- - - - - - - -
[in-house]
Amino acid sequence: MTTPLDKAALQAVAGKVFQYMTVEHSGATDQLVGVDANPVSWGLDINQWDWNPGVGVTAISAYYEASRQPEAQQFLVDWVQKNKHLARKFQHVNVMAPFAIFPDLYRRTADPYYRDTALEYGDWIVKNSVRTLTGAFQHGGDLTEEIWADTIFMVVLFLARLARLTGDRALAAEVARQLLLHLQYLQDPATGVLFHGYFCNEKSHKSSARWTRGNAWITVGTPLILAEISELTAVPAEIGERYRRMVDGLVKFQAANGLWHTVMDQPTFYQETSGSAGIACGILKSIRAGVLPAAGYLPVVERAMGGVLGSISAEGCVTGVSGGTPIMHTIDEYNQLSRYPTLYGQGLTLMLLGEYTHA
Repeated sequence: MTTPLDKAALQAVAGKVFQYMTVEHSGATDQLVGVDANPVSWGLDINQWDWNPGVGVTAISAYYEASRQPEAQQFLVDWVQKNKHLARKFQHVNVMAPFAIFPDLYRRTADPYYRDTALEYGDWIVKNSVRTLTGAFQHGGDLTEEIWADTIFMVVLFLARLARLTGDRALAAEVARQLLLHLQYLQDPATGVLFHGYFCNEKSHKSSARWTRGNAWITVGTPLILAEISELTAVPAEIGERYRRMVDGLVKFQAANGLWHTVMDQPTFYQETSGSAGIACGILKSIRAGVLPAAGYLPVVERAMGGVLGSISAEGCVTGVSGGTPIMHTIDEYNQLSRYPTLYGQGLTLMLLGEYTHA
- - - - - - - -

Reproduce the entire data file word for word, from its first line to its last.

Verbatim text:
[in-house]
Amino acid sequence: MTTPLDKAALQAVAGKVFQYMTVEHSGATDQLVGVDANPVSWGLDINQWDWNPGVGVTAISAYYEASRQPEAQQFLVDWVQKNKHLARKFQHVNVMAPFAIFPDLYRRTADPYYRDTALEYGDWIVKNSVRTLTGAFQHGGDLTEEIWADTIFMVVLFLARLARLTGDRALAAEVARQLLLHLQYLQDPATGVLFHGYFCNEKSHKSSARWTRGNAWITVGTPLILAEISELTAVPAEIGERYRRMVDGLVKFQAANGLWHTVMDQPTFYQETSGSAGIACGILKSIRAGVLPAAGYLPVVERAMGGVLGSISAEGCVTGVSGGTPIMHTIDEYNQLSRYPTLYGQGLTLMLLGEYTHA
Repeated sequence: MTTPLDKAALQAVAGKVFQYMTVEHSGATDQLVGVDANPVSWGLDINQWDWNPGVGVTAISAYYEASRQPEAQQFLVDWVQKNKHLARKFQHVNVMAPFAIFPDLYRRTADPYYRDTALEYGDWIVKNSVRTLTGAFQHGGDLTEEIWADTIFMVVLFLARLARLTGDRALAAEVARQLLLHLQYLQDPATGVLFHGYFCNEKSHKSSARWTRGNAWITVGTPLILAEISELTAVPAEIGERYRRMVDGLVKFQAANGLWHTVMDQPTFYQETSGSAGIACGILKSIRAGVLPAAGYLPVVERAMGGVLGSISAEGCVTGVSGGTPIMHTIDEYNQLSRYPTLYGQGLTLMLLGEYTHA